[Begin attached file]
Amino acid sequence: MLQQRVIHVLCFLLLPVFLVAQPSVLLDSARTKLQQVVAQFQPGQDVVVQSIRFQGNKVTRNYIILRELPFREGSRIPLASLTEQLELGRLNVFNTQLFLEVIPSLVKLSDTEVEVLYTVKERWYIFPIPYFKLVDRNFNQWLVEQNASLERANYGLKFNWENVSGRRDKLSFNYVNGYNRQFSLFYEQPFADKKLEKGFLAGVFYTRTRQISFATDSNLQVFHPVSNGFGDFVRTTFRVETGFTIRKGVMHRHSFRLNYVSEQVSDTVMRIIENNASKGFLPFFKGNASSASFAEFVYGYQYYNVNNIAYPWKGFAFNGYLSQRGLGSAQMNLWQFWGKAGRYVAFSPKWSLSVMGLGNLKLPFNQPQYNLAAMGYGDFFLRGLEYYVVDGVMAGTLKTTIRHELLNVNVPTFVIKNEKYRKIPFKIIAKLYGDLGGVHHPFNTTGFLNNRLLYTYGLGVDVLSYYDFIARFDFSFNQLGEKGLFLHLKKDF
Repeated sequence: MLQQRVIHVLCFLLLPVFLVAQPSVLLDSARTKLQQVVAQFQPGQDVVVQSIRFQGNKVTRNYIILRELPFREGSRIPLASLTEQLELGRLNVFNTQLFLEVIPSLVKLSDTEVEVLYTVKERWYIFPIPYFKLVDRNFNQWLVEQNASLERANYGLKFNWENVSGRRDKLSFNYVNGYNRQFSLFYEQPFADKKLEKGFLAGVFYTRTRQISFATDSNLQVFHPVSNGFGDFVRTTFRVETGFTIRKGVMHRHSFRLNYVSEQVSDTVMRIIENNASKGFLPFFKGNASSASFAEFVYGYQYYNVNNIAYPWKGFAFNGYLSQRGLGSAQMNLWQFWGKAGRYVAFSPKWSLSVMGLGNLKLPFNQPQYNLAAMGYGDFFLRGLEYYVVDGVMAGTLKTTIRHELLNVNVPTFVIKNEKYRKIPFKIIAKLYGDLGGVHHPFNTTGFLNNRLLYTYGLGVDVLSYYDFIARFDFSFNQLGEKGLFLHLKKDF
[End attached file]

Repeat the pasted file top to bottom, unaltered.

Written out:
Amino acid sequence: MLQQRVIHVLCFLLLPVFLVAQPSVLLDSARTKLQQVVAQFQPGQDVVVQSIRFQGNKVTRNYIILRELPFREGSRIPLASLTEQLELGRLNVFNTQLFLEVIPSLVKLSDTEVEVLYTVKERWYIFPIPYFKLVDRNFNQWLVEQNASLERANYGLKFNWENVSGRRDKLSFNYVNGYNRQFSLFYEQPFADKKLEKGFLAGVFYTRTRQISFATDSNLQVFHPVSNGFGDFVRTTFRVETGFTIRKGVMHRHSFRLNYVSEQVSDTVMRIIENNASKGFLPFFKGNASSASFAEFVYGYQYYNVNNIAYPWKGFAFNGYLSQRGLGSAQMNLWQFWGKAGRYVAFSPKWSLSVMGLGNLKLPFNQPQYNLAAMGYGDFFLRGLEYYVVDGVMAGTLKTTIRHELLNVNVPTFVIKNEKYRKIPFKIIAKLYGDLGGVHHPFNTTGFLNNRLLYTYGLGVDVLSYYDFIARFDFSFNQLGEKGLFLHLKKDF
Repeated sequence: MLQQRVIHVLCFLLLPVFLVAQPSVLLDSARTKLQQVVAQFQPGQDVVVQSIRFQGNKVTRNYIILRELPFREGSRIPLASLTEQLELGRLNVFNTQLFLEVIPSLVKLSDTEVEVLYTVKERWYIFPIPYFKLVDRNFNQWLVEQNASLERANYGLKFNWENVSGRRDKLSFNYVNGYNRQFSLFYEQPFADKKLEKGFLAGVFYTRTRQISFATDSNLQVFHPVSNGFGDFVRTTFRVETGFTIRKGVMHRHSFRLNYVSEQVSDTVMRIIENNASKGFLPFFKGNASSASFAEFVYGYQYYNVNNIAYPWKGFAFNGYLSQRGLGSAQMNLWQFWGKAGRYVAFSPKWSLSVMGLGNLKLPFNQPQYNLAAMGYGDFFLRGLEYYVVDGVMAGTLKTTIRHELLNVNVPTFVIKNEKYRKIPFKIIAKLYGDLGGVHHPFNTTGFLNNRLLYTYGLGVDVLSYYDFIARFDFSFNQLGEKGLFLHLKKDF